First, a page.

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Healthbeat: Infectious disease doctor discusses COVID-19 variant

WILKES-BARRE, LUZERNE COUNTY (WBRE/WYOU-TV) — With far more people waiting to be vaccinated against COVID-19 compared to those who have already received the shot, the concern to stop the spread has only increased as more variants emerge.

The first case of a mutated version of COVID-19 was reported in Pennsylvania this month. 

Scientists estimate a new variant of the COVID strain could be twice as contagious. Variants of the virus can raise some serious questions like what is the difference in the virus, how did it mutate, and what precautions should be taken? 

With a new report indicating one of the variants may reduce the effectiveness of the vaccine and plasma treatments, Eyewitness News turned to a Geisinger infectious disease specialist for answers.

When it comes to viruses mutating, Dr. Stan Martin, Geisinger Director of Infectious Diseases says it happens on a regular basis with little serious impact, but not always.

"So that has always been the concern about the rise of any variant with COVID," Martin said.

Scientists estimate a new variant of the virus is twice as contagious as the first documented strain to surface in the U.S. in 2020 and could be more resistant to vaccine or donated plasma from recovered COVID patients.

"Even if you're not always having the same 100% efficacy of a certain antibody, it may be sufficient to still reduce disease and we see this even with vaccines," Martin said.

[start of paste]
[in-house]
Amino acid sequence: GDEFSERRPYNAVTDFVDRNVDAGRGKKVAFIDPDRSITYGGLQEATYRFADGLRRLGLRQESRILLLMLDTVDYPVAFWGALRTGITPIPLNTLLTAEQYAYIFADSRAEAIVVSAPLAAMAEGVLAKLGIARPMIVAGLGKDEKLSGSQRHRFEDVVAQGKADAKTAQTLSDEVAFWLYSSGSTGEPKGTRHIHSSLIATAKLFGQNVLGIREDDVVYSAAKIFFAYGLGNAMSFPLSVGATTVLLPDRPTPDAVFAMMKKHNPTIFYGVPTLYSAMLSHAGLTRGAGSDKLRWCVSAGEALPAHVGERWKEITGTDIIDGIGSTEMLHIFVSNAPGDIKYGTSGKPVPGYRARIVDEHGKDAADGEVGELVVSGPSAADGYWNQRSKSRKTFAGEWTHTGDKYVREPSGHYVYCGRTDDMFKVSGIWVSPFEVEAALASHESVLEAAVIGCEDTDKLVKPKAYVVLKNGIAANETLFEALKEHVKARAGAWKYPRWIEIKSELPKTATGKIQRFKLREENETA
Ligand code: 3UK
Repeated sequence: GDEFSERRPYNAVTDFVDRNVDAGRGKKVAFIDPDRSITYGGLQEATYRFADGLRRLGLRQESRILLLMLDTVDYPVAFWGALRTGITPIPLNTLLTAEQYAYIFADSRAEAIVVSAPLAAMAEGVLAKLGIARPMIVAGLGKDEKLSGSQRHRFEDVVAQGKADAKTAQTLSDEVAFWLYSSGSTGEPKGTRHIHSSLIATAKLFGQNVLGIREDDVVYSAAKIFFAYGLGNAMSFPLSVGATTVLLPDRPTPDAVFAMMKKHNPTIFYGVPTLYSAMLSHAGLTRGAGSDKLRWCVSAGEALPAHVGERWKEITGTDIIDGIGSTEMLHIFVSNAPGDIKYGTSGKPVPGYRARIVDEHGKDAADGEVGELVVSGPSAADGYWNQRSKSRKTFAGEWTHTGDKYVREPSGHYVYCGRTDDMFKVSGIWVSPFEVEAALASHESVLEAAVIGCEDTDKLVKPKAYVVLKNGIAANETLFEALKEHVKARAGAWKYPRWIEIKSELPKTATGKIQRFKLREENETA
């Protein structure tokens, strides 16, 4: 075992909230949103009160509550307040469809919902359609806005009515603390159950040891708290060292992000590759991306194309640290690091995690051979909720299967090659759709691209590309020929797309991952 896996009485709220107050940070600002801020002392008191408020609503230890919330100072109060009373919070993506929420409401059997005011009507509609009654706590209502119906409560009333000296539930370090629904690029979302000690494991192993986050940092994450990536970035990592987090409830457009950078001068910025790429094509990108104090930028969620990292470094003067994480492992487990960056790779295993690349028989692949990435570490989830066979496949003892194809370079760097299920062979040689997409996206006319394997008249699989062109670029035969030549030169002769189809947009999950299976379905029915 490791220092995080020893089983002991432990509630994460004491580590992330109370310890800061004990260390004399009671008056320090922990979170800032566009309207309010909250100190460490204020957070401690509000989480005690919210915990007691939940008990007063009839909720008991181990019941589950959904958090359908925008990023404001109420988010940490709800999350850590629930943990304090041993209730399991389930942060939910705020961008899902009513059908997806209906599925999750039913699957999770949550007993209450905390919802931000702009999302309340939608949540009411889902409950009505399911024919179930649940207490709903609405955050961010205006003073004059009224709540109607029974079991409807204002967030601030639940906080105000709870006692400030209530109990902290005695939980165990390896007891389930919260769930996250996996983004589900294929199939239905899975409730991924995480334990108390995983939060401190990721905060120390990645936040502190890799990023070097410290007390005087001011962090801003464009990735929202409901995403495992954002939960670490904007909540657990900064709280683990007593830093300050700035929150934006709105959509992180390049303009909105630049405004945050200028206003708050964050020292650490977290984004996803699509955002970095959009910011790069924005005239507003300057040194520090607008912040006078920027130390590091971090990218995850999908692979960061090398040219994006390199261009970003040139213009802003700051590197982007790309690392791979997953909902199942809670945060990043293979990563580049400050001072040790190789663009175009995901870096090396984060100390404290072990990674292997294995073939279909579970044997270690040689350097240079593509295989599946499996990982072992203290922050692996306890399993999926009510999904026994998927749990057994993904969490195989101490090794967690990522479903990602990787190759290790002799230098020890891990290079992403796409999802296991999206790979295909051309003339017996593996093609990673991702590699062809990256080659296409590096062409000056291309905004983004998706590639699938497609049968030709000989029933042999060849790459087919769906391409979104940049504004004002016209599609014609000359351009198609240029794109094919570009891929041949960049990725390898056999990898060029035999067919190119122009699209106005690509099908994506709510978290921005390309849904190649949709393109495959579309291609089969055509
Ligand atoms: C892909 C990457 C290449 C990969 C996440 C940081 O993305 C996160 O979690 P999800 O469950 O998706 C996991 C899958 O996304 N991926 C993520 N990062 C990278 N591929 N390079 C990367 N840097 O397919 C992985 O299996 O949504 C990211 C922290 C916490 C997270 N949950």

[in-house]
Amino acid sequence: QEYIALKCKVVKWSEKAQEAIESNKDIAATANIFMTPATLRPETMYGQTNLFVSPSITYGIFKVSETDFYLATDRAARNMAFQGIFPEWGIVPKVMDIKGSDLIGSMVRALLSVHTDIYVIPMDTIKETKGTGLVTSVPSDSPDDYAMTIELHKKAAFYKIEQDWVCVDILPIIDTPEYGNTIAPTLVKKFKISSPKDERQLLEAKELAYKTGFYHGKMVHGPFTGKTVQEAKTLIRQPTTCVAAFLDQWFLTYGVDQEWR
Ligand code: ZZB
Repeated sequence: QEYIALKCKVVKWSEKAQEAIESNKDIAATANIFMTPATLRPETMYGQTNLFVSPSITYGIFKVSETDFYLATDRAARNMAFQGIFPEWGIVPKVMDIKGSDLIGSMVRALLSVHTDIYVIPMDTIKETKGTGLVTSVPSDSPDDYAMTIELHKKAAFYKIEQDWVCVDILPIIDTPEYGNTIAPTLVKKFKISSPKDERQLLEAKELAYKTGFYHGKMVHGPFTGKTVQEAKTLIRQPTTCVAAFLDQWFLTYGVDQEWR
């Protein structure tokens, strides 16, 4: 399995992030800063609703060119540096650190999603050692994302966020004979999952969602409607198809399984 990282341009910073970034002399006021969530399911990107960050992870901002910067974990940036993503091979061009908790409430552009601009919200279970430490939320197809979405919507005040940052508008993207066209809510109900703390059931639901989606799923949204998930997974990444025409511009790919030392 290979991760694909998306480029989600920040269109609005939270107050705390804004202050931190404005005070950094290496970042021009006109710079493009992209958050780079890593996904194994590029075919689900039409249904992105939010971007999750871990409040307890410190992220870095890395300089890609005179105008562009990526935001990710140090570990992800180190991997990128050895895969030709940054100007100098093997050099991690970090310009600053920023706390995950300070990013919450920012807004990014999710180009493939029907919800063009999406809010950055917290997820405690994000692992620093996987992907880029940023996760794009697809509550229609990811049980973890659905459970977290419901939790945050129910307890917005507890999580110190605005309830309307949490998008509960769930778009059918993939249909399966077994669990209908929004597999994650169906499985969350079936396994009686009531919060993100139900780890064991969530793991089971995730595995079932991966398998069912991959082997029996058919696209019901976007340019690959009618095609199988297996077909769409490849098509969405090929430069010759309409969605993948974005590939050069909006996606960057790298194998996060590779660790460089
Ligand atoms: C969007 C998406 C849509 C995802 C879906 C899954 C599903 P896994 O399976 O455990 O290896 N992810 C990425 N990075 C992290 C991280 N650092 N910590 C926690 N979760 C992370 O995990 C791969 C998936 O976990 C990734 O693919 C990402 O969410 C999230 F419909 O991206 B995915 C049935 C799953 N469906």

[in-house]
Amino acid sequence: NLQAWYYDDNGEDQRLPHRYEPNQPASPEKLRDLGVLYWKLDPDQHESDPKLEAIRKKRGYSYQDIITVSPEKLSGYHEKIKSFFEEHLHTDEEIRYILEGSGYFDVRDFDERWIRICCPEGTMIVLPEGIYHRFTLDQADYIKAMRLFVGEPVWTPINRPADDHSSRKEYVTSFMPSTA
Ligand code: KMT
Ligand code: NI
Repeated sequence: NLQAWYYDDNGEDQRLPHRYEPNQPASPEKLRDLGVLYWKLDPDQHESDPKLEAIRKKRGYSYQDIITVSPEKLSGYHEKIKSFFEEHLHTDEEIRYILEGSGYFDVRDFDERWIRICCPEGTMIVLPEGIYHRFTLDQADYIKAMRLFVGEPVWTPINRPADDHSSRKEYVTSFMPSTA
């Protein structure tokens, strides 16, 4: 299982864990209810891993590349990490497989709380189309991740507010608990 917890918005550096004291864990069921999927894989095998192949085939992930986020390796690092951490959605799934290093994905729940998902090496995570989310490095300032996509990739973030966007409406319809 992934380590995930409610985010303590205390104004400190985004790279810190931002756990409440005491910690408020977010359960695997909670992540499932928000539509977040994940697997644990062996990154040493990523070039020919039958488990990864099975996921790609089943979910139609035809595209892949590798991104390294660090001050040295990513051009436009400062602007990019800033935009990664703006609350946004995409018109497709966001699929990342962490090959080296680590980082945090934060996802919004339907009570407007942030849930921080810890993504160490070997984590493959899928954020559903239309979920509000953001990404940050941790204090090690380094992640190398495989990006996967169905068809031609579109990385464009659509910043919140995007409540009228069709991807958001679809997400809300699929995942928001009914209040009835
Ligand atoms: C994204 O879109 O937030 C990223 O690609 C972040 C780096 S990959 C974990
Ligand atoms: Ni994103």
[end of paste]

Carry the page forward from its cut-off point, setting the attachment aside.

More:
When it comes to vaccines like the Moderna and Pfizer versions, Martin says the goal is to reduce disease even if infection occurs.

"I think ideally you want to prevent both, right? But if you can prevent disease you're preventing people from getting sick, you're preventing people from winding up in the hospital and having all of the other complications and ultimately that is what's most important," he said.

Martin says there is no evidence indicating the COVID variants cause more severe disease. But for those who are already suffering, there is no indication a change in the treatment regimen is on the horizon.

"Most of the treatments we have for COVID, unfortunately, are still kind of limited to the people who are particularly sick requiring hospitalization and those kinds of things. People with milder infection who don't need to be in the hospital, thankfully, typically don't necessarily event benefit from many of those treatments," Martin said.

As we continue making our way through this pandemic, Martin urges you to get vaccinated when when you are eligible and continue safe practices like mask wearing, social distancing and frequent hand washing and sanitizing.